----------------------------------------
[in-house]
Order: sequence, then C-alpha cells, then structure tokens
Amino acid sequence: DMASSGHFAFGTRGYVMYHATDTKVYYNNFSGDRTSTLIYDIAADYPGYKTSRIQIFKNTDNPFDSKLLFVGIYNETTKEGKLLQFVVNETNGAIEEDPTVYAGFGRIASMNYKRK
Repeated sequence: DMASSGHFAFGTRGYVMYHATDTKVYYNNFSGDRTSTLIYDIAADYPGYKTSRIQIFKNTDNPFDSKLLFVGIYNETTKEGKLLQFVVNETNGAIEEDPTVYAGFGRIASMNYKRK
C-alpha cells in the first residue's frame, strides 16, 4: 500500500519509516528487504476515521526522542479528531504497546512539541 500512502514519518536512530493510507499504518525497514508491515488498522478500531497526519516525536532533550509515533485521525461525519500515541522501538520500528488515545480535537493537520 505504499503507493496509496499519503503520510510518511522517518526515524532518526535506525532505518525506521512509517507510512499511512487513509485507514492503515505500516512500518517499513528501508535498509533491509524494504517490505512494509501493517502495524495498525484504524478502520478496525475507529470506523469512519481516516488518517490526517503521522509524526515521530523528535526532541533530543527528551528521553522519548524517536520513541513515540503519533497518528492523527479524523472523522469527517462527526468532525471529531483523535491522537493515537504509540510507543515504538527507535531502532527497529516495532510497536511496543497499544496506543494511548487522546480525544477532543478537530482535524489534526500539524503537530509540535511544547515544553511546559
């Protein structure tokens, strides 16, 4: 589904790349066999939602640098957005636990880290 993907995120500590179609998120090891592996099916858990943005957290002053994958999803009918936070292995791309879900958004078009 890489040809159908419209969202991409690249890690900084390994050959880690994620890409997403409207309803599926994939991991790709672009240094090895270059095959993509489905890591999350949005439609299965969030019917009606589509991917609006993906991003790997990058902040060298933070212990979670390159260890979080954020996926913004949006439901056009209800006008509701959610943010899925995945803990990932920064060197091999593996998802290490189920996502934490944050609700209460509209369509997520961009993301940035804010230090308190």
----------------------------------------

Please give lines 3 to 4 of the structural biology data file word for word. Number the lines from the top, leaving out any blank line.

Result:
Amino acid sequence: DMASSGHFAFGTRGYVMYHATDTKVYYNNFSGDRTSTLIYDIAADYPGYKTSRIQIFKNTDNPFDSKLLFVGIYNETTKEGKLLQFVVNETNGAIEEDPTVYAGFGRIASMNYKRK
Repeated sequence: DMASSGHFAFGTRGYVMYHATDTKVYYNNFSGDRTSTLIYDIAADYPGYKTSRIQIFKNTDNPFDSKLLFVGIYNETTKEGKLLQFVVNETNGAIEEDPTVYAGFGRIASMNYKRK